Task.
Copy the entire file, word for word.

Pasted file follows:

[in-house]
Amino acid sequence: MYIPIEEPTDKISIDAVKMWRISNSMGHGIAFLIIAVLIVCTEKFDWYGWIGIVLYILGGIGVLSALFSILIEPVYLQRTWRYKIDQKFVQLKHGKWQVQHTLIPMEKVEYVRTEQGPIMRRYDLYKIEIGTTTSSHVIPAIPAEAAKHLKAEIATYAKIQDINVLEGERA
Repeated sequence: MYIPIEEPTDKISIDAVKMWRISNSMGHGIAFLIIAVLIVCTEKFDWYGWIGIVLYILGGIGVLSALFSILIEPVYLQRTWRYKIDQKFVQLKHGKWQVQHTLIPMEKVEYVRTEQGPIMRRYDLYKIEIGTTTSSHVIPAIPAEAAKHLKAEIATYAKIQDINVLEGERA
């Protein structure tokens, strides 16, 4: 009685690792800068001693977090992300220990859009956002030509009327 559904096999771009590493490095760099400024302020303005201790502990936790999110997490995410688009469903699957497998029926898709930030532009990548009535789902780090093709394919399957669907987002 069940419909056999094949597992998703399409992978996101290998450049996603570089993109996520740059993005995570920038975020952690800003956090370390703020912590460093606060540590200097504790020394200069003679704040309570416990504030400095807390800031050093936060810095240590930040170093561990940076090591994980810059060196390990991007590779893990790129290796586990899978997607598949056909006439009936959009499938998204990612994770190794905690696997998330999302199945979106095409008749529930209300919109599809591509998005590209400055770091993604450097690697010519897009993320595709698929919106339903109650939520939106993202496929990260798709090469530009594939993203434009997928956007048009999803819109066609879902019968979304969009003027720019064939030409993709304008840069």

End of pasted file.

[in-house]
Amino acid sequence: MYIPIEEPTDKISIDAVKMWRISNSMGHGIAFLIIAVLIVCTEKFDWYGWIGIVLYILGGIGVLSALFSILIEPVYLQRTWRYKIDQKFVQLKHGKWQVQHTLIPMEKVEYVRTEQGPIMRRYDLYKIEIGTTTSSHVIPAIPAEAAKHLKAEIATYAKIQDINVLEGERA
Repeated sequence: MYIPIEEPTDKISIDAVKMWRISNSMGHGIAFLIIAVLIVCTEKFDWYGWIGIVLYILGGIGVLSALFSILIEPVYLQRTWRYKIDQKFVQLKHGKWQVQHTLIPMEKVEYVRTEQGPIMRRYDLYKIEIGTTTSSHVIPAIPAEAAKHLKAEIATYAKIQDINVLEGERA
């Protein structure tokens, strides 16, 4: 009685690792800068001693977090992300220990859009956002030509009327 559904096999771009590493490095760099400024302020303005201790502990936790999110997490995410688009469903699957497998029926898709930030532009990548009535789902780090093709394919399957669907987002 069940419909056999094949597992998703399409992978996101290998450049996603570089993109996520740059993005995570920038975020952690800003956090370390703020912590460093606060540590200097504790020394200069003679704040309570416990504030400095807390800031050093936060810095240590930040170093561990940076090591994980810059060196390990991007590779893990790129290796586990899978997607598949056909006439009936959009499938998204990612994770190794905690696997998330999302199945979106095409008749529930209300919109599809591509998005590209400055770091993604450097690697010519897009993320595709698929919106339903109650939520939106993202496929990260798709090469530009594939993203434009997928956007048009999803819109066609879902019968979304969009003027720019064939030409993709304008840069």